1999. Canadian Journal of Zoology 77: 653-660.

Abstract: Assimilation efficiency, digestive efficiency, metabolizable
energy, and nitrogen retention in three captive adult male Hawaiian
monk seals (Monachus schauinslandi) were measured with the
indigestible marker chromic oxide for four experimental diets: a
control diet of herring (Clupea harengus) and three test diets
consisting of flagtail (Kuhlia sandvicensis), squid (Loligo sp.), and
lobster (Panulirus marginatus), each of which was used in combination
with herring. The addition of all three test prey to herring decreased
the digestibility of gross energy by a mean of 3.58 =B1 3.89%.
Assimilation efficiency of gross energy was 96.1 =B1 4.0% for herring,
73.8 =B1 6.8% for flagtail, and 94.1 =B1 5.7% for squid, but could not be
determined for lobster. Digestive efficiency and metabolizable energy
of the diets examined were high (4602.2 =B1 247.1 and 4062.5 =B1 178.4
kcal/d, respectively; 1 kcal =3D 4.18 kJ) and were positively correlated
with the amount of gross energy ingested. Nitrogen retention was
highest for the squid-herring diet (33.2 =B1 1.2 g=B7d-1) followed by the
lobster-herring diet (11.5 =B1 3.3 g=B7d-1), the flagtail-herring diet
(6.0 =B1 0.0 g=B7d-1), and the herring (control) diet (-5.7 =B1 1.6 g=B7d=
-1).
This study indicates that prey which are both higher in protein and
lower in fat than herring provide greater metabolizable energy for
productive functions in Hawaiian monk seals.

----------------------

Individually distinctive pup vocalizations fail to prevent
allo-suckling in grey seals

Susanne McCulloch, Patrick P. Pomeroy, and Peter J.B. Slater

1999. Canadian Journal of Zoology 77:716-723

Abstract: In crowded aggregations that occur in breeding colonies,
female pinnipeds commonly become separated from their pups and may use
spatial, olfactory, or auditory cues to locate them. A system of
mutual recognition based on vocalizations is known for otariids.
Female phocids are known to use location and olfaction to help
identify pups, but evidence for vocal recognition is weak. During the
1997 breeding season on the Isle of May, Scotland, vocalizations were
recorded from grey seal, Halichoerus grypus, pups; playback
experiments were carried out; and nursing of nonfilial pups was
observed. Pup vocalizations were found to be both stereotyped and
individually distinctive, features normally associated with a system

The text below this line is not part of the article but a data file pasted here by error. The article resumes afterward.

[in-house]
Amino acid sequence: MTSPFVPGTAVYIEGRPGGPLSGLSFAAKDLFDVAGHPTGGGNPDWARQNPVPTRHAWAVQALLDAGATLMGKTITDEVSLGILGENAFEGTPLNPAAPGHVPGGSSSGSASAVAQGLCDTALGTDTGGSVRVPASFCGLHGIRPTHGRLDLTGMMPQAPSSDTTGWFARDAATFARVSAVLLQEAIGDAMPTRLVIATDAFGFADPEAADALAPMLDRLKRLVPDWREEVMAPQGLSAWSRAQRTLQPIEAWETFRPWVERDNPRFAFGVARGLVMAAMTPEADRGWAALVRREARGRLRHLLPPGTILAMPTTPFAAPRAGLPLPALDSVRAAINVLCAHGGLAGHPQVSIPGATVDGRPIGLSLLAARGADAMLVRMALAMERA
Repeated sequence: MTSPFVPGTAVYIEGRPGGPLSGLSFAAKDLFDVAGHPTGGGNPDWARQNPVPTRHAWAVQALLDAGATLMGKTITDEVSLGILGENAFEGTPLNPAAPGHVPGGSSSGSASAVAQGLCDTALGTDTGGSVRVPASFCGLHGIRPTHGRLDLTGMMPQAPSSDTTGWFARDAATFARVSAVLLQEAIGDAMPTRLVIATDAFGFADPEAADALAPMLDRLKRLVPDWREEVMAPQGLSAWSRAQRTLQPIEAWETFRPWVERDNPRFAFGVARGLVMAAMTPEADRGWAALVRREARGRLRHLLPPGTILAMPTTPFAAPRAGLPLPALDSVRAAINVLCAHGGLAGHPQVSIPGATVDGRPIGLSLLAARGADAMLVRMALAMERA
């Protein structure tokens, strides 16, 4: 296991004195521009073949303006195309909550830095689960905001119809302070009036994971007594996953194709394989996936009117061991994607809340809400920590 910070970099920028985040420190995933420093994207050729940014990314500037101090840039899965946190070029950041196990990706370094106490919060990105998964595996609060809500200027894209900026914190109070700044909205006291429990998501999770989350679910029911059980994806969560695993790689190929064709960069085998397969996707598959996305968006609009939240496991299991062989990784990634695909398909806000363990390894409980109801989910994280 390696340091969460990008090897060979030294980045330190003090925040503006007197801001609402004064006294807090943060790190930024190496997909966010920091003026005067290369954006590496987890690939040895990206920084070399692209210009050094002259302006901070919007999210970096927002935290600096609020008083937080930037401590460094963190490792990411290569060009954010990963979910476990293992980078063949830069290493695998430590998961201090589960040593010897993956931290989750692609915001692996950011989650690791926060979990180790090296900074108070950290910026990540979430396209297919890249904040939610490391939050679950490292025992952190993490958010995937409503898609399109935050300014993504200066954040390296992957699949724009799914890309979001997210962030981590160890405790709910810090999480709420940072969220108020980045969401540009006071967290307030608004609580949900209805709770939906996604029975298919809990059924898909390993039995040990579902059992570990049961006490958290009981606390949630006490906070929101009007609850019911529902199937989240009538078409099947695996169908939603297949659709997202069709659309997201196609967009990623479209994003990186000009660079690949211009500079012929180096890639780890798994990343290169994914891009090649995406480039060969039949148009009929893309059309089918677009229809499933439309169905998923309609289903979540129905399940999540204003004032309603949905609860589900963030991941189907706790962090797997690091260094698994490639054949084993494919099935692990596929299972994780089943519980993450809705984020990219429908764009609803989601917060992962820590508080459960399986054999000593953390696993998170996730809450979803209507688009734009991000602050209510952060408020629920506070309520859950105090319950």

of individual recognition. However, playback experiments revealed that
mothers did not respond more to vocalizations of their own pups than
to those of nonfilial pups. Furthermore, seventeen cases of
allo-suckling were observed during 68 h of observation on the colony.
High densities of animals and frequent separations present challenges
to identification of pups by their mothers.

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The development of diving behavior in juvenile Weddell seals: pushing
physiological limits in order to survive

Jennifer M. Burns

1999. Canadian Journal of Zoology 77:737-747.

Abstract: In juvenile phocids, the successful transition from nursing
to independent foraging is contingent upon the development of adequate
diving skills within the limited time between weaning and the
depletion of body reserves. Yet, because juvenile seals are unable to
remain submerged for as long as adults, owing to their smaller size,
higher metabolic rates, and lowered oxygen stores, their behavioral
options are likely constrained. To determine how such limitations
might influence foraging strategies, we studied the development of
diving behavior and physiology in Weddell seal (Leptonychotes
weddellii) juveniles, using a combination of time-depth recorders,
satellite-linked dive recorders, and morphological and physiological
measurements (mass and blood chemistry). Time-depth recorder data
indicated that the average depth, duration, and frequency of dives
made by pups increased rapidly in the period from birth through
weaning, but slowed soon thereafter. While preweaning increases in
these parameters were correlated with seal age, postweaning increases
in dive capacity were gradual and were probably the result of slower
changes in mass and body composition. In weaned pups and yearlings,
dive frequency and time underwater increased with age and (or) mass.
Despite their smaller size and lower absolute energy requirements, the
amount of time juveniles spent in the water was similar to that spent
by adults. However, because juveniles were unable to remain submerged
as long as adults and because most foraging dives were deep, juveniles
were unable to spend an equivalent amount of time at the foraging
depths. This difference was evident even though juveniles dove much
closer to their anaerobic threshold than did adults. These findings
support the hypothesis that the foraging efficiency of younger seals
is reduced relative to that of adults, owing to physiological and
morphological constraints on aerobic dive duration, and suggests that
low juvenile survival might result from behavioral constraints.=20









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=3D=3D=3D=3D=3D=3D=3D=3D=3D=3D=3D=3D=3D=3D=3D=3D=3D=3D=3D=3D=3D=3D=3D=3D=3D=
=3D=3D=3D=3D=3D=3D=3D=3D
Robin W. Baird, Ph.D.
Post-doctoral fellow, Biology Dept., Dalhousie University
Research Director, Pacific Whale Foundation, 101 N. Kihei Road,=20
   Kihei, HI 96753 USA.=20
Phone (808) 879-8860 (work), 879-7061 (home). Fax 879-2615
e-mail: rwbaird@is.dal.ca=20
http://is.dal.ca/~whitelab/rwb/robin.htm=20
http://www.pacificwhale.org/learn/index.html